Estate Planning for Artists: A Glossary of Need-to-Know Terms

Dead artists leave two bodies, their own, and a body of work.” —Harriet Shorr, Artist

There’s no sugarcoating estate planning; it’s not easy to talk about and it’s no small feat, especially when you’re an artist. Makers leave behind a large, valuable, physical body of work that must be dealt with at their death.

As an artist, it’s imperative that you have a plan for your artworks so that you can control what happens to your assets and make sure you’re not leaving behind a big, convoluted mess for your loved ones to clean up, like properly sorting, storing, insuring and/or selling your works.

This post provides a list of key terms to help you navigate the ins-and-outs of estate planning.


Art Inventory

This should be a familiar term. An art inventory lists all of your works of art, their locations (studio, on loan, etc.), and descriptive information like dimensions, date, title, and medium. The inventory should also include installation and maintenance information, contracts, exhibition records, and intangible assets such as copyrights, trademarks, and other intellectual property.

Even if you don’t sell your artwork, a complete inventory of your work will help determine the monetary value of your artistic estate.


Attorney (aka Lawyer)

Estate planning for artists involves much more than just drafting a will. Ideally your attorney is someone you trust, is familiar with your work, and is knowledgeable about the art world along with the laws of trusts and estates.

Make your lawyer aware of your concerns whether they are avoiding estate taxes, providing income for your family, ensuring your work remains publicly accessible, etc.

Many states have a Volunteer Lawyers for the Arts division, which provides legal assistance and education for artists. Here’s an example of New York’s VLA.


Attorney(s)-In-Fact

A privately appointed fiduciary who handles your legal and financial matters in the event you become incapacitated or disabled, either temporarily or permanently. It can be a family member, friend, or professional fiduciary. It does not have to be an attorney.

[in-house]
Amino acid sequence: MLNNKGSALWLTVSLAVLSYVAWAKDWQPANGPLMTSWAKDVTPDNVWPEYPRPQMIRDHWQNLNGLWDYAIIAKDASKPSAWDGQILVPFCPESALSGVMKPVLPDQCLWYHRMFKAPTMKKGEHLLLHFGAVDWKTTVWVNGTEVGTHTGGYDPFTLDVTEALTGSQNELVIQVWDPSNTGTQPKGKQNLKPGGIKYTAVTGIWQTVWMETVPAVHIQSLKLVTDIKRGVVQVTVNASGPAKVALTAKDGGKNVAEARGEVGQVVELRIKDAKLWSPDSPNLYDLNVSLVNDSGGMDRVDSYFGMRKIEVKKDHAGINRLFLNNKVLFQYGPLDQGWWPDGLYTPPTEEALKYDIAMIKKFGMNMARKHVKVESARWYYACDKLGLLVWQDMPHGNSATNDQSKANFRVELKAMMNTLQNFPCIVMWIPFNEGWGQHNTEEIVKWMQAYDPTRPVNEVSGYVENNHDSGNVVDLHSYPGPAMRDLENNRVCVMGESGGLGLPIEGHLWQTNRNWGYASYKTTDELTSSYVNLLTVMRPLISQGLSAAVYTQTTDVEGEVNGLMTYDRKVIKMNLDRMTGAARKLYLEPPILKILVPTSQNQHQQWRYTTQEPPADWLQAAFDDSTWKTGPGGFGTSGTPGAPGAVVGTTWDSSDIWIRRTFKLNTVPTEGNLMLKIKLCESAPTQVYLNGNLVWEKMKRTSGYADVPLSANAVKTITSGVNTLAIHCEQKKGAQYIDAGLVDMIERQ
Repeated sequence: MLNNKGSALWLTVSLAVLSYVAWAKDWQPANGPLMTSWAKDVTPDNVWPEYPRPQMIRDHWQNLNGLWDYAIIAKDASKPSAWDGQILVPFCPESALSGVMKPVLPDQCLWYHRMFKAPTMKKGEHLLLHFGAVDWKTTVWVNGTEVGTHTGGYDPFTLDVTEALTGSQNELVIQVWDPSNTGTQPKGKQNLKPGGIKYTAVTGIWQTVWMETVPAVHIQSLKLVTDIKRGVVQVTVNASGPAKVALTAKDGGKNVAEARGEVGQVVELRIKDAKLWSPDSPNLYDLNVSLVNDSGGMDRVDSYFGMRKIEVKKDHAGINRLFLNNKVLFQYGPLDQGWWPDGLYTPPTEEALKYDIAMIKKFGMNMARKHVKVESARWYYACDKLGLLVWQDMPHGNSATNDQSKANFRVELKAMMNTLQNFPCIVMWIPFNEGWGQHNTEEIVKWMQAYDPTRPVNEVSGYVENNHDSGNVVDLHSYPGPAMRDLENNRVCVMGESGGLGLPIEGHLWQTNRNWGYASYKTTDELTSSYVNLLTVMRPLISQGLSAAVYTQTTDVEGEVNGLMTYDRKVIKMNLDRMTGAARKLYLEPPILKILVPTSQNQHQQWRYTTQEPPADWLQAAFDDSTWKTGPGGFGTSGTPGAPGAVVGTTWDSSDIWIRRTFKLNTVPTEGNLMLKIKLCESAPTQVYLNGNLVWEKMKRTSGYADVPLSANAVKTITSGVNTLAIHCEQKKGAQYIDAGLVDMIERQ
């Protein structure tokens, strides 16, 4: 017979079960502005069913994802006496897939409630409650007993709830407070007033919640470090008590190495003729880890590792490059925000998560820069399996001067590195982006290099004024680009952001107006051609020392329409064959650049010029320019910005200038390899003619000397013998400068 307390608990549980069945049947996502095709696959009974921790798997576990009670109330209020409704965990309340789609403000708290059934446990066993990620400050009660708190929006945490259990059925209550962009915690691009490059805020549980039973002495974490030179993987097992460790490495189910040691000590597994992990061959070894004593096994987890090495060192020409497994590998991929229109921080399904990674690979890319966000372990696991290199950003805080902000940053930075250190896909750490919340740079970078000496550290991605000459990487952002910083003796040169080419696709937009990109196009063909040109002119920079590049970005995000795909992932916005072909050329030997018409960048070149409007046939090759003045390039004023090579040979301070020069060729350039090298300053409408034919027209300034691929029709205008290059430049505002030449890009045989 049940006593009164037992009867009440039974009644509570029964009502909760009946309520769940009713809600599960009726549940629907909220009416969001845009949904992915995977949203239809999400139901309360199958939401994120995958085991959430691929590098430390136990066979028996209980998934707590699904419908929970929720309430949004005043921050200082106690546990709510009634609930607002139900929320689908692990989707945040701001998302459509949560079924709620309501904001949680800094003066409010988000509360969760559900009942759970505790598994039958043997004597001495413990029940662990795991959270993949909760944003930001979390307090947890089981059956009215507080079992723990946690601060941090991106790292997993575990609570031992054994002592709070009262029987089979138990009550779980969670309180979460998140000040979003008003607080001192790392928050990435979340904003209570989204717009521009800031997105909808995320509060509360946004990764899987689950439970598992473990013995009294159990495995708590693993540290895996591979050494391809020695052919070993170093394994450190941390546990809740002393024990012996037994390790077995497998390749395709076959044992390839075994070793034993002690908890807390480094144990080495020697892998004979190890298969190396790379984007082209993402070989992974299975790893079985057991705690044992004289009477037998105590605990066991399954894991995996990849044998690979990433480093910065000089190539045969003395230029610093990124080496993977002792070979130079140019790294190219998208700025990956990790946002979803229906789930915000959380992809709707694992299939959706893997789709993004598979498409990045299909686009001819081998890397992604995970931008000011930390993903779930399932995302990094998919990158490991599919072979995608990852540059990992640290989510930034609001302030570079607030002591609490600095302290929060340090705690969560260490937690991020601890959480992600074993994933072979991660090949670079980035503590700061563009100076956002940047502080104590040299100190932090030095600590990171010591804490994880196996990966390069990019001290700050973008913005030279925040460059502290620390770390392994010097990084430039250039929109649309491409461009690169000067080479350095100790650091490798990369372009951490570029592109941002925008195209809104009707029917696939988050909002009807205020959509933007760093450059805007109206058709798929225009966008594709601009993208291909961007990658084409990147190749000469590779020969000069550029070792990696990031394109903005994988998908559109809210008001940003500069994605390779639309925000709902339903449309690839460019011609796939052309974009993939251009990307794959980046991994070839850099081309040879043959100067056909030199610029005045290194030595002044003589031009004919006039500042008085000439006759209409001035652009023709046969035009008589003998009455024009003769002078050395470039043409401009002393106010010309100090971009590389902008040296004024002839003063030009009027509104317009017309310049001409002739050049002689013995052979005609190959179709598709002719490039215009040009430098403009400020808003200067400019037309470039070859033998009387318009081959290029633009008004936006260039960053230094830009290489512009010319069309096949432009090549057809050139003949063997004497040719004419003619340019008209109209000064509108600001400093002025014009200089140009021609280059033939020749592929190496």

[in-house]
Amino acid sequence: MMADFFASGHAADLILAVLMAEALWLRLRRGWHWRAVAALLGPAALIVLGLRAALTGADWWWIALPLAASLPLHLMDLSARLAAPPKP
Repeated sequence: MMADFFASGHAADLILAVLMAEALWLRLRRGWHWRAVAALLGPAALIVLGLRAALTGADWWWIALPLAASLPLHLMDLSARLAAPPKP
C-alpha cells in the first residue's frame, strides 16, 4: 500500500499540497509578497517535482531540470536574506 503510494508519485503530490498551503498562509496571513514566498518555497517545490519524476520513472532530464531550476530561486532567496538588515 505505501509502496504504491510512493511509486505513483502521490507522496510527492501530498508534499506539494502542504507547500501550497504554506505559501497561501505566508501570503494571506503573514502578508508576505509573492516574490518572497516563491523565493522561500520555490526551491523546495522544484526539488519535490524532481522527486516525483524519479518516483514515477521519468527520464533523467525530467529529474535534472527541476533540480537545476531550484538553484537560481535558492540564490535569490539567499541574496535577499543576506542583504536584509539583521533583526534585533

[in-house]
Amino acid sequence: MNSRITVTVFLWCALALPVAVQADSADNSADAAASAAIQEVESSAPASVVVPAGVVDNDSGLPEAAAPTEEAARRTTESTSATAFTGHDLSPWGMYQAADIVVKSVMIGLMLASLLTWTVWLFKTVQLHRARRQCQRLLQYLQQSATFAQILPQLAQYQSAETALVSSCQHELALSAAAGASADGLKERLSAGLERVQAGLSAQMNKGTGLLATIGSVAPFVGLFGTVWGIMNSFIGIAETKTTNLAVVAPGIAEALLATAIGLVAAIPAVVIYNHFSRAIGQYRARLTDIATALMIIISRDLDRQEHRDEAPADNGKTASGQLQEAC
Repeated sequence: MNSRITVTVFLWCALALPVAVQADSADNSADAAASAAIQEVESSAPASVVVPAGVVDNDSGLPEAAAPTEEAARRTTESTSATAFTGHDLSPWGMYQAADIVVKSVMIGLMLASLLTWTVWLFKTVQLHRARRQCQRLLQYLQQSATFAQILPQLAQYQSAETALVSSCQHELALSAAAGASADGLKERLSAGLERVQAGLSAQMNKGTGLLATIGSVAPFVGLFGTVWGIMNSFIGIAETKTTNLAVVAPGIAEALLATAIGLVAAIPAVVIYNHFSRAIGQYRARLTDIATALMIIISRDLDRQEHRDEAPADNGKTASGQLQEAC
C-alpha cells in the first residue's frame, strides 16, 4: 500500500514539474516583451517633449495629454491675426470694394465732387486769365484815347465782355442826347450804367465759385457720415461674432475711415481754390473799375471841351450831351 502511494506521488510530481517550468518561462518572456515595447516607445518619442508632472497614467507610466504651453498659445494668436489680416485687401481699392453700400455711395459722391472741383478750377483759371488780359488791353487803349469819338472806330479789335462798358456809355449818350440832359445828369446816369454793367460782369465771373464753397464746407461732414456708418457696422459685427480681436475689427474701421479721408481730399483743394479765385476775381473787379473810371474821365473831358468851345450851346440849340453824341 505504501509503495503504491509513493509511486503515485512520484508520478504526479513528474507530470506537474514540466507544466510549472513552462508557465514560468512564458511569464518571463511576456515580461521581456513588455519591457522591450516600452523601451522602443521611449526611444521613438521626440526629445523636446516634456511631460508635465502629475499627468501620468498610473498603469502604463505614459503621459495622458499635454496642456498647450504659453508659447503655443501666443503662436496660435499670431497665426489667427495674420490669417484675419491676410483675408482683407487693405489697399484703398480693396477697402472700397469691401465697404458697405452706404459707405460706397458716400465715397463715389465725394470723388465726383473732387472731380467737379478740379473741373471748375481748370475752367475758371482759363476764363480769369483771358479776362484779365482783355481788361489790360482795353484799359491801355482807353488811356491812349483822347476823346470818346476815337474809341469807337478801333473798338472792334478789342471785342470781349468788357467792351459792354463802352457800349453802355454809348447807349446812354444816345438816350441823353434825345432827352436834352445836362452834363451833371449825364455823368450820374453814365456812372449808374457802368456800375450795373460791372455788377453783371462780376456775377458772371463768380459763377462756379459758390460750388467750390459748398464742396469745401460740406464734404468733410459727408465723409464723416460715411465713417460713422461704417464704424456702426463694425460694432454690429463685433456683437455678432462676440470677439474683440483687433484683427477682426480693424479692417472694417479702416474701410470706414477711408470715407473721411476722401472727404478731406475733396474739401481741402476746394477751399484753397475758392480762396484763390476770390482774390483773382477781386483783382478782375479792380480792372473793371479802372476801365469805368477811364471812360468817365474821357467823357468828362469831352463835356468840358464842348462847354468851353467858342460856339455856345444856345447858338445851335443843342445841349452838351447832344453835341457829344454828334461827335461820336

What’s a fiduciary? Read below for the definition.


Beneficiary

The person(s) receiving the benefits of the deceased’s property, aka the trust.


Codicil

Document that amends a will.


Cultural Executor

Aka Art Advisor. This person is a legally-appointed representative responsible for representing and carrying out the wishes of the deceased with regards to their cultural property (e.g. artwork). It is a more specific type of executor (definition below). The cultural executor is ideally someone familiar with both the testator’s body of work and the art market for the work. Who is the testator? You! The artist.


Estate Tax

Federal tax on property (cash, real estate, stock, or other assets) transferred from deceased persons to their heirs.


Executor

The fundamental duty of the executor is executing the estate. If there are assets to be sold, the executor has to sell them. If your estate is owed money by galleries and such, the executor must collect it. The executor also pays bills like funeral expenses and income or estate taxes, and files insurance claims. The executor follows the instructions in your will and distributes the property in accordance with your wishes. The executor also chooses an appraiser to appraise your art work.

When choosing your executor, choose someone who is knowledgeable about the art world and sympathetic to your work. Make this person aware of your priorities. And, don’t be afraid to have multiple executors; it alleviates a lot of pressure.